A roll of parchment paper is not only your best friend when lining a pan, but is also the perfect landing (and resting) pad for sifted dry ingredients. Moreover, a sheet of parchment can be recycled for this purpose. Store it folded up in a zippered plastic bag or rolled up with a rubber band around it, flattening it out on the counter before reusing.
The one-bowl baker’s strategies for conversion
Reject mise en place. Mise en place is the process of measuring and setting out all the recipe’s ingredients in a variety of bowls before cooking and is — you guessed it — the antithesis of one-bowl baking. One-bowl bakers may still organize their ingredients before starting to assemble the recipe, but they scoop or pour directly from the ingredient’s vessel (a bag or a jar) into the designated bowl or sieve.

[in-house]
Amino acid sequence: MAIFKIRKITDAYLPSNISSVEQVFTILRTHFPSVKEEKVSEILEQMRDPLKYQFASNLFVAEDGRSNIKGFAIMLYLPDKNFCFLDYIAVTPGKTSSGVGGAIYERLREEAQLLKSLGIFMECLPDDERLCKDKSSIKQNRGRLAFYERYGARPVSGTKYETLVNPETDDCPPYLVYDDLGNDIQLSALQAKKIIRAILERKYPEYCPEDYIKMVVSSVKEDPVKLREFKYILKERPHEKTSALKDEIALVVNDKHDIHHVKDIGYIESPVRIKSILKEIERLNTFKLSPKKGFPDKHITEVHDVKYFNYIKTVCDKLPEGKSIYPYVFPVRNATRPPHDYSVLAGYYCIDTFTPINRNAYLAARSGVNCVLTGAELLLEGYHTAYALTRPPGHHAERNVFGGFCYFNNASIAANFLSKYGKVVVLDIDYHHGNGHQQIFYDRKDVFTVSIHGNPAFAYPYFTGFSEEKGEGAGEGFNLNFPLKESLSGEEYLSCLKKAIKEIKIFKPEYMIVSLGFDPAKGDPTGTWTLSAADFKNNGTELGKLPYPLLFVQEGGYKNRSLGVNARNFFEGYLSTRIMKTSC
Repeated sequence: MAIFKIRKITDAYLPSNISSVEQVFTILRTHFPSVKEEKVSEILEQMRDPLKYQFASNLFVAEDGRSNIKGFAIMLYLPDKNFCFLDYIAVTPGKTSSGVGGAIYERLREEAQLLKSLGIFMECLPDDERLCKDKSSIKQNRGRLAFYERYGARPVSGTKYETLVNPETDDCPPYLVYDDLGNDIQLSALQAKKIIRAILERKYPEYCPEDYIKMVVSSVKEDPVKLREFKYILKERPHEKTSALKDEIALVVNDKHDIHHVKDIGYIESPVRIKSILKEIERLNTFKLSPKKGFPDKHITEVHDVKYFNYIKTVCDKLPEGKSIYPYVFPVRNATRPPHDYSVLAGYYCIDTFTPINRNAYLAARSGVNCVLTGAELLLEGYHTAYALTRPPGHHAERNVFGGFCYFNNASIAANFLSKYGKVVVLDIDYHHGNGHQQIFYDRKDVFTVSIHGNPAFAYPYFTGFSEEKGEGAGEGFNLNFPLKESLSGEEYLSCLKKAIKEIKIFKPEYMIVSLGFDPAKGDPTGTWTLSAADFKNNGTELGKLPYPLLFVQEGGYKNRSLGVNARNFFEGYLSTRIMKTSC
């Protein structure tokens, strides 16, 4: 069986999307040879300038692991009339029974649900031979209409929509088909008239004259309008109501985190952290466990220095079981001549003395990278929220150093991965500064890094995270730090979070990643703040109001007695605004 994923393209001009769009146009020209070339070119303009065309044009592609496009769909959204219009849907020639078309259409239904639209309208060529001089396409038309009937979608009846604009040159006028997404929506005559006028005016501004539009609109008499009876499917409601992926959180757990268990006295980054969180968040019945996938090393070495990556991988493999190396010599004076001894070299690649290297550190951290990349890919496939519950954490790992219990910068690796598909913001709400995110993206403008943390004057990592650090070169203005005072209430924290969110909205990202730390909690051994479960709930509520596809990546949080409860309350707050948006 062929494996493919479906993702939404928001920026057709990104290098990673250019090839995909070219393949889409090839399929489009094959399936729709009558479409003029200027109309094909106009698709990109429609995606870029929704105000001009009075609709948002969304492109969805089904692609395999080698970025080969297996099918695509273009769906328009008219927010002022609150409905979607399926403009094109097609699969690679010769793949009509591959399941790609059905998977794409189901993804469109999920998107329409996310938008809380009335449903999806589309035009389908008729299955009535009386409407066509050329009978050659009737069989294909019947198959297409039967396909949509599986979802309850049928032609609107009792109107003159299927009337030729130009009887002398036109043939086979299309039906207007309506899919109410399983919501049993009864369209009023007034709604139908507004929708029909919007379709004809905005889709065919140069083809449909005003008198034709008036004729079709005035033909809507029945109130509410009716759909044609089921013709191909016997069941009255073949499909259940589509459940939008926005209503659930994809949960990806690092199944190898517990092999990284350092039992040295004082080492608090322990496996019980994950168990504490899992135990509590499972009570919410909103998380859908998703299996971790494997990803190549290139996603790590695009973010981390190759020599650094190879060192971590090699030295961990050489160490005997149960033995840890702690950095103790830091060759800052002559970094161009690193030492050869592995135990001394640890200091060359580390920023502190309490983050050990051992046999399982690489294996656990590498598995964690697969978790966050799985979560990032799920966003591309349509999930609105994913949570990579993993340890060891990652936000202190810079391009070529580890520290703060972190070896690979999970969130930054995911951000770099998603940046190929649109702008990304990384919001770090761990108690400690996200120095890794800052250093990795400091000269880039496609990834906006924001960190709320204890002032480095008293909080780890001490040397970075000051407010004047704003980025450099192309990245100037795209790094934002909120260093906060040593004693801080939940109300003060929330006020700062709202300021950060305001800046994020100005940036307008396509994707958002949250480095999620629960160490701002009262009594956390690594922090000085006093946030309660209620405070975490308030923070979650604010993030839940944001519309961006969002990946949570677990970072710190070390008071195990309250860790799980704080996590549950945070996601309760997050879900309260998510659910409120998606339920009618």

Modify the order of assembly. When one-bowl baking, there are no extra bowls in which to prep ingredients (see “Reject mise en place” above). Converting a favorite recipe to a one-bowl wonder, therefore, typically requires that you save the following steps for last: adding dry ingredients, prepping add-ins and, perhaps, mixing up such last minute flourishes as a tasty cinnamon-sugar mixture for sprinkling. Additionally, without the extra bowls, tricky-to-incorporate ingredients, such as powdery thickeners, need to be added in a sequence to maximize their mixability (such as, when making a cobbler, combining arrowroot or cornstarch with sugar in your one bowl, and mixing the two, before adding the berries, will help the berries to evenly absorb the thickener).